It’s an event known as the “Kentucky Meat Shower,” where large chunks of flesh fell, appearing to be red meat, from the sky over Olympia Springs in Bath County, Kentucky… Here are various theories from scientists.
Weather mystery: The great Kentucky meat shower
We’ve all heard the phrase “it’s raining cats and dogs,” and it’s been known to rain fish and frogs, but in one of the strangest weather phenomena ever reported – it rained meat over a spot in the United States.
Allen Crouch reported the event, saying it happened near his house, and occurred when his wife was outside making soap, Scientific American reported.
“The meat, which looked like beef, fell all around her,” Crouch said. “The sky was perfectly clear at the time, and she said it fell like large snowflakes.”
Another witness, Harrison Gill, whose account of the events the New York Times described as having “unquestionable” veracity, visited the Crouch residence a day after the alleged event.
Gill noted that meat was scattered across the ground and sticking out of the fences. Measurements of the fallen flash were taken, with most being roughly 2×2 inches in size, although one was 4×4 inches squared.
According to reports, the meat was fresh when it fell, but having laid out all night the next day, it had become dry and spoiled. Nonetheless, two unidentified brave gentlemen showed up and dared to taste the meat rain, declaring that the flesh carried the flavor of either venison or mutton.
What was the mystery meat that rained down over Kentucky?
Scientists and meteorologists have debated what came down in the “Kentucky meat shower.” What type of meat was it? Was it meat at all? A number of theories have been offered.
Theory #1: Nostoc
In an article published in Scientific American in 1876, the same year the meat fell, someone named Leopold Brandeis received and analyzed some of the specimens that had been preserved in glycerin and offered an opinion.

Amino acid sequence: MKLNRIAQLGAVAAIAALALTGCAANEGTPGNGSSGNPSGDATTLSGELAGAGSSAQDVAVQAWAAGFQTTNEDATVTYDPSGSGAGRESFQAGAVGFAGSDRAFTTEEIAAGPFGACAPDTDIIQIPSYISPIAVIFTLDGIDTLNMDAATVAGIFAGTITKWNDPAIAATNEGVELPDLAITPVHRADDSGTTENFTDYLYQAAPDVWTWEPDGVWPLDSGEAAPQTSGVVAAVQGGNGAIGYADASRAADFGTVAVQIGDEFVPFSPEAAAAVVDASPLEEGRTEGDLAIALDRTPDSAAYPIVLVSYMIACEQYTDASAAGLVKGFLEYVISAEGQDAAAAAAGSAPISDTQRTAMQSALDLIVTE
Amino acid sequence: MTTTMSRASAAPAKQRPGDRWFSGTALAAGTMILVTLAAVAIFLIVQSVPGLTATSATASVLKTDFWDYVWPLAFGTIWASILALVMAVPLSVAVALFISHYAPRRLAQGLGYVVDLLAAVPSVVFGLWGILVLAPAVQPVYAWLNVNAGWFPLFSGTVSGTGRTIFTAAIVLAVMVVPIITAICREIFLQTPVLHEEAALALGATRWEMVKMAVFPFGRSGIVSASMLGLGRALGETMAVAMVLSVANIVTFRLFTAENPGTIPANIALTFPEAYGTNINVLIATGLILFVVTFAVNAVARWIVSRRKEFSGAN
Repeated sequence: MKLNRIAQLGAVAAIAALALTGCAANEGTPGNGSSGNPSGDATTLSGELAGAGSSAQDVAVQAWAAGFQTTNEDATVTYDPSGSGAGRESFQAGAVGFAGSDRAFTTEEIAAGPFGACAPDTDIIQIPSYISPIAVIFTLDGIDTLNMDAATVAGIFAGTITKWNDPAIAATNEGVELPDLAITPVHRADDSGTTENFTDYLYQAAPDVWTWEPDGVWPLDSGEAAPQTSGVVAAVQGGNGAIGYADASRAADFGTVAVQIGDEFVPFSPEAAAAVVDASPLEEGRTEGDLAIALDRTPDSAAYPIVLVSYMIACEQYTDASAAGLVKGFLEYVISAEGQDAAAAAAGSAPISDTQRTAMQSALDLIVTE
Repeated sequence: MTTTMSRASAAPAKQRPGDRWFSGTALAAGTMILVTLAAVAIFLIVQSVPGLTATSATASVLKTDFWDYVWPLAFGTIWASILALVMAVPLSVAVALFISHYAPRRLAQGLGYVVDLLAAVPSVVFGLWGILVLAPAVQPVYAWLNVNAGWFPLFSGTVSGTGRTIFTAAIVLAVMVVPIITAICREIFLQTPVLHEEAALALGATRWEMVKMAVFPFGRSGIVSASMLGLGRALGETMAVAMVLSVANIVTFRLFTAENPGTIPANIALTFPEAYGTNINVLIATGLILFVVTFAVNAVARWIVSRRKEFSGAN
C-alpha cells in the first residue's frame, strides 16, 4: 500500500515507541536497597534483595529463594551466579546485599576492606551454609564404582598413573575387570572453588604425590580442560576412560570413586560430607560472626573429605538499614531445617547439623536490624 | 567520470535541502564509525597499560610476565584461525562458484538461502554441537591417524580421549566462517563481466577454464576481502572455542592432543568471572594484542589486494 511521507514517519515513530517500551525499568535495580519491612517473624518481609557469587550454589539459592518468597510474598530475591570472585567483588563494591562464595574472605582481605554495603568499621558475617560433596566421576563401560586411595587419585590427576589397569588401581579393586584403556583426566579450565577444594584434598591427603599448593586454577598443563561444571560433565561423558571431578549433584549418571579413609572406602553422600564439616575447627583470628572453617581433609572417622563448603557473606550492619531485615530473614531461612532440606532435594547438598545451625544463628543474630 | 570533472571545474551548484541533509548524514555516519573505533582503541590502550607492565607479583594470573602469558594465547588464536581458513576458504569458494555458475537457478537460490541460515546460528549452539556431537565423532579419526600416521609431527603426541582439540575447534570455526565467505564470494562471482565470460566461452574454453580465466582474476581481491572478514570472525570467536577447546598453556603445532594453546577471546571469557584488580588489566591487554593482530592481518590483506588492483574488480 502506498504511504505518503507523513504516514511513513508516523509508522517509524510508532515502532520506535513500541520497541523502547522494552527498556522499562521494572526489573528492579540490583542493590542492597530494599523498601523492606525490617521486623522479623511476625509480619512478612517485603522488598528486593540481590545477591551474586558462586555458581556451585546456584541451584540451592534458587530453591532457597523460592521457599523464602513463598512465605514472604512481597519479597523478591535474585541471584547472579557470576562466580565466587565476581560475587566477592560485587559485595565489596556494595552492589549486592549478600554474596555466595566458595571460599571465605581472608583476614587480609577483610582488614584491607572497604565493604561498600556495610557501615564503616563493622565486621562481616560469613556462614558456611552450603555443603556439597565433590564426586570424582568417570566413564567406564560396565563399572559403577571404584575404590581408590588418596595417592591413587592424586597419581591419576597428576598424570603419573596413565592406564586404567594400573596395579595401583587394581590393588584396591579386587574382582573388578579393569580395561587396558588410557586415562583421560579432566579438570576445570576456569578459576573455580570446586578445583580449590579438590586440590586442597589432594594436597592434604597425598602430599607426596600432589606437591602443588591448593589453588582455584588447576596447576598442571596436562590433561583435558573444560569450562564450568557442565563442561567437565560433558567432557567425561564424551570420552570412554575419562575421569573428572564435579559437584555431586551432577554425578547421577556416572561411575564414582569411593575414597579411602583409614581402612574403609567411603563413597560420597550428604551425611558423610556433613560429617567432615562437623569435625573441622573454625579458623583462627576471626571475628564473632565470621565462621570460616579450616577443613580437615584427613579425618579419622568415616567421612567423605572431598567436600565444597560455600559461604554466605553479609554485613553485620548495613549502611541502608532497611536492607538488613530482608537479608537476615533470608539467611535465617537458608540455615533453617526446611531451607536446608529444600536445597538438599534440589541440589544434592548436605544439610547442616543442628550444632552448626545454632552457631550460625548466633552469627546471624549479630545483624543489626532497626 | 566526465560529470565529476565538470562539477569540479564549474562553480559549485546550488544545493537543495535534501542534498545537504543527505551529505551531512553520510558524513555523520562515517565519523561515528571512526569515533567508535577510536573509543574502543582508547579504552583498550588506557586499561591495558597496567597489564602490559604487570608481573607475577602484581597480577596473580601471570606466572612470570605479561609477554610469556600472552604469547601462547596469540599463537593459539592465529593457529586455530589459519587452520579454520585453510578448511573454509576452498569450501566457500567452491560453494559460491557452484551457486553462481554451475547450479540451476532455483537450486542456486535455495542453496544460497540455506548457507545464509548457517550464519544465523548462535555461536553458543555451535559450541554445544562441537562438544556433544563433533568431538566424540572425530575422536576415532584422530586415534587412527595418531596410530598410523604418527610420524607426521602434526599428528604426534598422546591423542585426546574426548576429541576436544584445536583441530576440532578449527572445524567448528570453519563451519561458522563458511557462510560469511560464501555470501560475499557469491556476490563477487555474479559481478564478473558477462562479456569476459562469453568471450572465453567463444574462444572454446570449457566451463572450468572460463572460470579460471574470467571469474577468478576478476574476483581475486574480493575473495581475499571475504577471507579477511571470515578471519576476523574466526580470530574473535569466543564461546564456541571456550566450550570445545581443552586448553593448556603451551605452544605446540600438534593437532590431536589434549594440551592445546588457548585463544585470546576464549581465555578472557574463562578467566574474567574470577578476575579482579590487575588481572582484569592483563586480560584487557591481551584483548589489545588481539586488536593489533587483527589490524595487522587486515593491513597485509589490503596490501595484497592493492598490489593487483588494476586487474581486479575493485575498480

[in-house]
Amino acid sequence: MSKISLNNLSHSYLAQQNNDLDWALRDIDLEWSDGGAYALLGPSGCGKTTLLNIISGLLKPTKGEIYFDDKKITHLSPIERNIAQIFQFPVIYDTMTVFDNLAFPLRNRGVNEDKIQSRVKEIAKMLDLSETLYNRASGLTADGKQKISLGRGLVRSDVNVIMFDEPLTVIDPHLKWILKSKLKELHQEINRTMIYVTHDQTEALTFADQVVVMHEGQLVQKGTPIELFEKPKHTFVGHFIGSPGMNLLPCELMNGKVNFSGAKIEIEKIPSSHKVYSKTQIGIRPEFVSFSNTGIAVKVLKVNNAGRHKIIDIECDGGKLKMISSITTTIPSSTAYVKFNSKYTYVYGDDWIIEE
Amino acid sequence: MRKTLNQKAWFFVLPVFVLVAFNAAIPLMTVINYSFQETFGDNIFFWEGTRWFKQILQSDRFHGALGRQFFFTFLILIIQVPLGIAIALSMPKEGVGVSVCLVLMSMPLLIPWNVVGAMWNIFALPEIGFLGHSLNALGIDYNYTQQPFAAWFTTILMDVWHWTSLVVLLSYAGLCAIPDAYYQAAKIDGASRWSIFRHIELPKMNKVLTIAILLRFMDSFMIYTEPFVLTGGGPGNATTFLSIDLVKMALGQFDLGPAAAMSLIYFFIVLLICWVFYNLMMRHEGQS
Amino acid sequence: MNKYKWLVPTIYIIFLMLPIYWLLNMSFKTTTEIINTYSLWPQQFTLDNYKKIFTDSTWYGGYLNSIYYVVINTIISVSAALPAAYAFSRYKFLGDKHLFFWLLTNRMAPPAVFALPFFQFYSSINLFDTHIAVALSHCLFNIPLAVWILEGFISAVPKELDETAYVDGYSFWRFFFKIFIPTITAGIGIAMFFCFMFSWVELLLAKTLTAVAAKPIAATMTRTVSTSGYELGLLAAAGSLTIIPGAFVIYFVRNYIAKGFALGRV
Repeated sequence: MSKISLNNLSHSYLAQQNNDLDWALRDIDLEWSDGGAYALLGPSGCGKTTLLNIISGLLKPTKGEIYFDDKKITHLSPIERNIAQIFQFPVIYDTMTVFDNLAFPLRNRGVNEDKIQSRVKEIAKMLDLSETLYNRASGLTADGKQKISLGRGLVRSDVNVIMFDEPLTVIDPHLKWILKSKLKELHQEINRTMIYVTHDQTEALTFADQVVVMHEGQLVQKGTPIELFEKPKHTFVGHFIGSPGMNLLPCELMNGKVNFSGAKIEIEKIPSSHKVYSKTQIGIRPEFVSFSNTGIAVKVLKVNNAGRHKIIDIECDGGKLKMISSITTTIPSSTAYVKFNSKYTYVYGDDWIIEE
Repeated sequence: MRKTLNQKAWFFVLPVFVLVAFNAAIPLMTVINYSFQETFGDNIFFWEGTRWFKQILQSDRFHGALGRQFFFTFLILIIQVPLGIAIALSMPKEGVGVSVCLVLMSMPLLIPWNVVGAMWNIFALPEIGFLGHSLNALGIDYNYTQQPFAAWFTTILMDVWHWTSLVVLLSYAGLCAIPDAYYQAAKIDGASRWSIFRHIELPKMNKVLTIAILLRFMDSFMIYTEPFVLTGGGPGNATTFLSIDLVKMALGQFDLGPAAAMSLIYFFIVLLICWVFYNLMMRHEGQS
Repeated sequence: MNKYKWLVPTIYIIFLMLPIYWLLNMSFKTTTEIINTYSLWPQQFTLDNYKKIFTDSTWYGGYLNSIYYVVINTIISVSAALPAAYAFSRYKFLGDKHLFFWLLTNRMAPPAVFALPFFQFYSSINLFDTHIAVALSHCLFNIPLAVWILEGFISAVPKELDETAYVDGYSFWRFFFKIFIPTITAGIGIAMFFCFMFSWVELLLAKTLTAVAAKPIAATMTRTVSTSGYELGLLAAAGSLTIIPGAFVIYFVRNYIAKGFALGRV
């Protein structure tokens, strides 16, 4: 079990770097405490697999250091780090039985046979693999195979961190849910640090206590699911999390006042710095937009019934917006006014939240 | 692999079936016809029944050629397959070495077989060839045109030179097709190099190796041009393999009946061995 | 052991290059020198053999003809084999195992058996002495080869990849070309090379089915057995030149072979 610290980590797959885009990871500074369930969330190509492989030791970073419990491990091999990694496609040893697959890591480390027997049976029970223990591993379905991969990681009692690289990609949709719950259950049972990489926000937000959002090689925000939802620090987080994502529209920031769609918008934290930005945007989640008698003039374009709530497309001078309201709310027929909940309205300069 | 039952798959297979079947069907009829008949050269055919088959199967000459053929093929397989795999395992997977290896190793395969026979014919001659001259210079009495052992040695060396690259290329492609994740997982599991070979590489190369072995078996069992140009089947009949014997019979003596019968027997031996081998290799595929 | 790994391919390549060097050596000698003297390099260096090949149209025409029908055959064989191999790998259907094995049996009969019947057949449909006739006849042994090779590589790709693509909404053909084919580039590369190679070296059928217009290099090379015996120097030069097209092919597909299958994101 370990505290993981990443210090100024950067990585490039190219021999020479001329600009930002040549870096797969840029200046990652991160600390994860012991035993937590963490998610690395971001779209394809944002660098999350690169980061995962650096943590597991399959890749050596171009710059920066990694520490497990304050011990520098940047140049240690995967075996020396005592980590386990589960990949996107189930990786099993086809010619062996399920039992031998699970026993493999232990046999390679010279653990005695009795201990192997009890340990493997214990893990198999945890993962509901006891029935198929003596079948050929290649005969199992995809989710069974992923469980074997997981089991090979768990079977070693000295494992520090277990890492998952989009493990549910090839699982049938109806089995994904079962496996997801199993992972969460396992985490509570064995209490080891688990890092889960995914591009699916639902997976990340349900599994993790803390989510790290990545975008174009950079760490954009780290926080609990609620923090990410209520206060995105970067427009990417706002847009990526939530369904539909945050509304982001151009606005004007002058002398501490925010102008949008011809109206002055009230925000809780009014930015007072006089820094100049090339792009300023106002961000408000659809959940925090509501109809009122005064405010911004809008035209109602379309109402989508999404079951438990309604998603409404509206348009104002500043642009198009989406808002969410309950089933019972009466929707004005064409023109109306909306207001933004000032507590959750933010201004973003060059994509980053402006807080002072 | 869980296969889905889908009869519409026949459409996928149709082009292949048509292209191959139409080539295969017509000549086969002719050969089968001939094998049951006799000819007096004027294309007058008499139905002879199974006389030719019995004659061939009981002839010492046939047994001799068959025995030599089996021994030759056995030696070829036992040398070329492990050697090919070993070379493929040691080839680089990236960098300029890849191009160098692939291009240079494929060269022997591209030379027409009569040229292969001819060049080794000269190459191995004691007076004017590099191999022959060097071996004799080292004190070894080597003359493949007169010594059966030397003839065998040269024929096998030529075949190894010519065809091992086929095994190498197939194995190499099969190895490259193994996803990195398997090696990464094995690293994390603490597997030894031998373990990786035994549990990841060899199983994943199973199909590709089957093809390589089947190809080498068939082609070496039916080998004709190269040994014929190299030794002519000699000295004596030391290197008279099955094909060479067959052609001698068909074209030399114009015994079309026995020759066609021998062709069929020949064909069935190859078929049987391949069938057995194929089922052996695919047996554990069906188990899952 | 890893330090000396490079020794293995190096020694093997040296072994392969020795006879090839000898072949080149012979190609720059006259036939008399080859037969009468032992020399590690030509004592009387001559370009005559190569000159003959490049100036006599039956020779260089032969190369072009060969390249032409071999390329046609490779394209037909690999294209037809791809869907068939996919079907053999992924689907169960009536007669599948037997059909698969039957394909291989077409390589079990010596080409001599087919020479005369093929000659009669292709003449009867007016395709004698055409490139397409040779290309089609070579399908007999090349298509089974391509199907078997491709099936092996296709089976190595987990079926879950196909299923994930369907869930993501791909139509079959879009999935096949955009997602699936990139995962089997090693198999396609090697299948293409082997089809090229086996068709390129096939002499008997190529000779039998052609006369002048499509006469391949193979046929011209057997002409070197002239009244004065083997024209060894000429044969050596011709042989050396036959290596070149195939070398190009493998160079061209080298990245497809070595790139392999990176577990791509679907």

“At last, we have a proper explanation of this much talked of phenomenon,” Brandeis declared, announcing the so-called “meat” was not meat at all.
“It has been comparatively easy to identify the substance and to fix its status,” Brandeis stated. “The Kentucky ‘wonder’ is no more or less than nostoc.”
“Nostoc is the most common genus of cyanobacteria found in various environments that may form colonies composed of filaments of moniliform cells in a gelatinous sheath of polysaccharides,” according to Wikipedia.
This substance surrounds itself with a protective gelatinous envelope and is known to swell up into a translucent jelly-like mass whenever it rains. The substance is inconspicuous when it’s dry, and many people believe it floats on the breeze until it rains, then it falls from the sky like hail.
Theory #2: Vulture vomit
Another theory was put forth by Dr L. D Kastenbine, writing in an edition of the Louisville medical news in 1876, who said the falling meat came from vomiting vultures overhead.
This theory became the most popular, suggesting that a large group of vultures was soaring over the spot when something may have startled them, causing them to projectile vomit to expel their recent meal.
Dr. Kastenbine obtained a sample of the meat, set fire to it, and observed that it emitted the distinct odor of rancid mutton.
“The only plausible theory explanatory of this anomalous shower appears to me to be that suggested by the old Ohio farmer,” Kastenbine wrote. “The disgorgement of some vultures that were sailing over the spot, from their immense height, the particles were scattered by the prevailing wind over the ground.”
“The variety of tissue discovered – muscular, connective, fatty, structureless, etc., can be explained only by this theory,” Kastenbine concluded.
It’s well known that the two species of vultures founding Kentucky – the black vulture (Coragyps atratus) and the turkey vulture (Cathartes aura) – will projectile vomit the contents of their stomach as a defense mechanism or to make themselves light enough for flight.